He also said that there was no provision for interest on the £10,000,000 which the Board is empowered to borrow. True, nor is there any allowance for the return that may be expected from the £10,000,000, but I trust that the Board will not spend £10,000,000 on building fresh undertakings unless they see good prospects of a return resulting from it. Then he said that tramways were omitted, but he will find that the whole amount of the "L.A." stock given for the tramways is included, and the interest on it forms part of the sum calculated in arriving at the balance available: "On £9,554,000 4½ per cent. L.A.' stock, £429,930." I hope that that answers the questions which he was good enough to address to me, and will relieve any anxiety felt on those scores. I said that to adopt this Motion to send the Bill to a Select Committee would be to kill the Bill, and I said it for this reason, that supposing you send it to a Select Committee I do not know whether it is going to spend three days or three months or the six months of Lord Howe.


I never said any time at all.


It might even spend the sort of time spent on the financial provisions by Lord Clanwilliam himself, because I find that when Sir William McLintock was examined his evidence covered 288 pages, or 576 double columns, of the Report, and there were 3,461 questions: even without the assistance of Counsel I think it would be a good long time before we finally passed the financial provisions. If the Committee approved of those provisions all would be well, but if they come back to us and say this or that undertaking might have a little more or less, how are you going to give that effect? These provisions have been agreed upon with a large number of undertakings, each of which has agreed to accept this or that stock out of a total. You cannot upset such an arrangement without upsetting the whole. Six years have elapsed since the so-called Blue Report warned the country that this was a matter of the greatest possible urgency, which would brook no delay, and even now we have not got the Bill in operation. Can you wonder then that the Government will resist as strenuously as they can a proposal which, if adopted, would put this measure outside the range of practical politics for a generation to come?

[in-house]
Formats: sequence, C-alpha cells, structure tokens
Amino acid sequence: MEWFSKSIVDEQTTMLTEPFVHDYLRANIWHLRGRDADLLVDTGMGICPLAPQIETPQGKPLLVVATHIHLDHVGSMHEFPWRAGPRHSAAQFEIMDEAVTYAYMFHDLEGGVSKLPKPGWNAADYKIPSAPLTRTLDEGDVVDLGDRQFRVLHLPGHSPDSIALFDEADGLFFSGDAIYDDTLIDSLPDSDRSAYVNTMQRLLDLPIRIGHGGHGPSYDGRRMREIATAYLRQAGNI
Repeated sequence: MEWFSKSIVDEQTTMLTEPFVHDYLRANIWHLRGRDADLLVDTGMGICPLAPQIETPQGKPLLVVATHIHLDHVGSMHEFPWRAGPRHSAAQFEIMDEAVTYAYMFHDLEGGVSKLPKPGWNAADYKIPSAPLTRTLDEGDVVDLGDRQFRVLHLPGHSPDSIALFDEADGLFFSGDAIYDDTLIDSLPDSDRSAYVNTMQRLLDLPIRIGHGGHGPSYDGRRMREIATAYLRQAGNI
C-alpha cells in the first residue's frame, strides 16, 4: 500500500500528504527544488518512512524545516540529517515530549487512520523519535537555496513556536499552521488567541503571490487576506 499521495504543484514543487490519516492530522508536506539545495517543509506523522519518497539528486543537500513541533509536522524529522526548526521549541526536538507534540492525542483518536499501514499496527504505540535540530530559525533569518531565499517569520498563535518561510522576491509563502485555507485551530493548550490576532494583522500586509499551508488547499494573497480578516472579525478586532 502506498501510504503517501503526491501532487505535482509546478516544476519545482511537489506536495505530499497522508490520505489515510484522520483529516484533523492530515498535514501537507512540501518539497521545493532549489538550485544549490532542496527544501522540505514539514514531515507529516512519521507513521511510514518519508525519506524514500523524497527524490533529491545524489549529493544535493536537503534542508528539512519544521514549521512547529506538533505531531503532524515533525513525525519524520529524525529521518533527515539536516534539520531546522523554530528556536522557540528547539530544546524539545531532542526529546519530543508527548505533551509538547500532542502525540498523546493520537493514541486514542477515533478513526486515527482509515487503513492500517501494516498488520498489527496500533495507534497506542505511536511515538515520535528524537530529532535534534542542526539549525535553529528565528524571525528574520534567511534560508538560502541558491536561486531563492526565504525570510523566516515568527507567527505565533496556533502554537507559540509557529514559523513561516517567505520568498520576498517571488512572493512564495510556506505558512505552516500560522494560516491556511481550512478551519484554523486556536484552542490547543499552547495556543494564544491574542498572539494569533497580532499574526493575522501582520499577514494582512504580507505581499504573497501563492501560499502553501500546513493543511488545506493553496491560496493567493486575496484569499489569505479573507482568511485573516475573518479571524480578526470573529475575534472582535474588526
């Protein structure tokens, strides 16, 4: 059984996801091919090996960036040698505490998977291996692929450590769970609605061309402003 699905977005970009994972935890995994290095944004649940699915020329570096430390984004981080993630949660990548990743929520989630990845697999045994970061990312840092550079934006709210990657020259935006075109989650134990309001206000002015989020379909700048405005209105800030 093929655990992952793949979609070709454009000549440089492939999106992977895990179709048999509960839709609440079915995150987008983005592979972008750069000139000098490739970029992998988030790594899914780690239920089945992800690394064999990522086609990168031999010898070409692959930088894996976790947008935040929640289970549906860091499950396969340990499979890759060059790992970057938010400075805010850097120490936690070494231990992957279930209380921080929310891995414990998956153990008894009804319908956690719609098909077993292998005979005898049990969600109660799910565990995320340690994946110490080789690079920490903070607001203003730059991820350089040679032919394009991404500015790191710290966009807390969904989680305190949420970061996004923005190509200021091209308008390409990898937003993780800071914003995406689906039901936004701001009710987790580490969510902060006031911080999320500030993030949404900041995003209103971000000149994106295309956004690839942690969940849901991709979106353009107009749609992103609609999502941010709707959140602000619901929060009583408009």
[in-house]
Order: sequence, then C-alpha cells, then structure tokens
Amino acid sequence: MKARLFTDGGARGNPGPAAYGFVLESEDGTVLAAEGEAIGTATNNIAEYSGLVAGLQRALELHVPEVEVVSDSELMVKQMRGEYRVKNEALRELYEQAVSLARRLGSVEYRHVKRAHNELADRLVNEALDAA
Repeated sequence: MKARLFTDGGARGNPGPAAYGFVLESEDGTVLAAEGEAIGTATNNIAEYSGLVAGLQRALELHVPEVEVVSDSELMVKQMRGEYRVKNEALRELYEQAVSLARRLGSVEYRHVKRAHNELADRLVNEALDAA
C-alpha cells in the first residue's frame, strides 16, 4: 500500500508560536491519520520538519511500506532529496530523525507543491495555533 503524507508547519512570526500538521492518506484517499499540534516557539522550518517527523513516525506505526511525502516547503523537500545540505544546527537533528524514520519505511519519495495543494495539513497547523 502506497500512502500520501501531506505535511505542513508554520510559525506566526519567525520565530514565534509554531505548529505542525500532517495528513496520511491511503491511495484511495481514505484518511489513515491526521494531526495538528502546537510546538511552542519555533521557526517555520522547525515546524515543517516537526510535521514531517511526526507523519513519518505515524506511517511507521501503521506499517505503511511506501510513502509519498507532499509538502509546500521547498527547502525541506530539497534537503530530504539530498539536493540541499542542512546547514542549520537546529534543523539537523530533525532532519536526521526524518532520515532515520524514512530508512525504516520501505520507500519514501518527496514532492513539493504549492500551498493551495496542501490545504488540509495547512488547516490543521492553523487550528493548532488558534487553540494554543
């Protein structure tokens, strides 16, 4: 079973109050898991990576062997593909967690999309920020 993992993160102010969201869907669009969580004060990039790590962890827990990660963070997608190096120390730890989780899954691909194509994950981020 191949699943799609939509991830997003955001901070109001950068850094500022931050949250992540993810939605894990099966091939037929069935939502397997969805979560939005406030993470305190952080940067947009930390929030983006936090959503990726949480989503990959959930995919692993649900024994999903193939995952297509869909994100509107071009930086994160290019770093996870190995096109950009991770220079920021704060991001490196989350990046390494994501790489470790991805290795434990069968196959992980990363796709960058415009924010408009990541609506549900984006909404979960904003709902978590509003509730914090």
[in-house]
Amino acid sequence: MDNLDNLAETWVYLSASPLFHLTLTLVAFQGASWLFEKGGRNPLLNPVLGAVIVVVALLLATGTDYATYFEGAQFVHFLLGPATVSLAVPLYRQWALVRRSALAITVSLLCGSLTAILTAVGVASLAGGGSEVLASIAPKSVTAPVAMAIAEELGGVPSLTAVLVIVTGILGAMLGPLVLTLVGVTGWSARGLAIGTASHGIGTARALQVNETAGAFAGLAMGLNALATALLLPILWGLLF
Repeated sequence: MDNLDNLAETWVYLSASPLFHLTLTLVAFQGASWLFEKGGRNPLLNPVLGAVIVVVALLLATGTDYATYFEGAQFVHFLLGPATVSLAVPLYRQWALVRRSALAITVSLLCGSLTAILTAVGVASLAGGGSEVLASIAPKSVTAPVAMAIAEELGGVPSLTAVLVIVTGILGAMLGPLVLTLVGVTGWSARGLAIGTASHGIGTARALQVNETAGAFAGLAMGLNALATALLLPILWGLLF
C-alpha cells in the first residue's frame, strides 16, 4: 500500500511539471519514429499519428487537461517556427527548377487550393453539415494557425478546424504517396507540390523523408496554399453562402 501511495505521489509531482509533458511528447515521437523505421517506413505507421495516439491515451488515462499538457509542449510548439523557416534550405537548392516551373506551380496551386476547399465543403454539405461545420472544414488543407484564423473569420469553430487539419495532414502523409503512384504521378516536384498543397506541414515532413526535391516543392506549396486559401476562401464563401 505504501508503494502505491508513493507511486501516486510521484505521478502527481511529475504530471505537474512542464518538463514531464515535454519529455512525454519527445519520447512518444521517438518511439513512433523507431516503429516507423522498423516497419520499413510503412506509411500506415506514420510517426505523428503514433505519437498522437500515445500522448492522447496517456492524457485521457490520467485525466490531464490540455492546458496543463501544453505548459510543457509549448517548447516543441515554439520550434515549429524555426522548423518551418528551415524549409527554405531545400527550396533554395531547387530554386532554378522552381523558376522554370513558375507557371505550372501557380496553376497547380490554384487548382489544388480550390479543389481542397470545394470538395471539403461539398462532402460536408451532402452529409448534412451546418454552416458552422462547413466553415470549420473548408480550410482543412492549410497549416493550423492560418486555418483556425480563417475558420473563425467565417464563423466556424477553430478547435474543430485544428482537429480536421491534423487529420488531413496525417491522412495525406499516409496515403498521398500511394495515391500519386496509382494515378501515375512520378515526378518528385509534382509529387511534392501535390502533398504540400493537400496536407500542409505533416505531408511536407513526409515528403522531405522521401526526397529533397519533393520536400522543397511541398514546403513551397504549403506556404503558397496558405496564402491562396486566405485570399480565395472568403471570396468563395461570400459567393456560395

For myself I am not ashamed to be dubbed a Socialist in the company of such men as Sir Robert Home, Sir Henry Jackson, and Sir Philip Cunliffe-Lister in the other House, or of such men in this House as my noble friend Lord Londonderry, my noble friend Lord Radnor, who made a speech which I wish had had a larger audience last night, and my noble friend Lord Monck, who made a maiden effort which I think it is no idle compliment to say was one of the most graceful maiden speeches to which I have listened in this House. I leave out such staunch Liberals and individualists as the noble Earl, Lord Buxton, and the noble Marquess, Lord Reading, but after all, that is not a bad company in which to find myself—on this issue. I am not ashamed to be advocating the soundness of a measure which is sponsored by such members of your Lordships' House as my noble friends Lord Ashfield, Lord Faring-don, Lord Churchill and Lord Plender, with all that wealth of expert knowledge which has been poured out during the last two days, coming, some of it, from what are admitted even by the opponents of this measure to be the very highest authorities in this country on the subject with which they dealt. For myself I believe that this measure is one which is conservative in its structure, which is financially sound in its basis, which is urgently needed for the traffic of London, which is supported by the vast majority of those persons whose business it is to look after the traffic of London, and which is urgently called for alike in the interests of the stock holders of private undertakings and of those black-coated workers for whom my noble friend Lord Howe purported to speak. I hope that your Lordships will give this measure a Second Reading, and that you will refuse to send it to any Select Committee.


My Lords, at this late hour I will not put the House to the trouble of two Divisions. I will not withdraw my Amendment, but I will allow it to be negatived.

On Question, Amendment negatived, and Bill read 2a accordingly.

THE EARL OF CLANWILLIAM, who had given Notice that he would move that the Bill be referred to a Select Committee to examine and report upon its financial provisions, said: My Lords, I beg to move.


Before I put this Motion, may I ask the noble Earl, Lord Howe, whether he intends to move his Motion.


I do not move.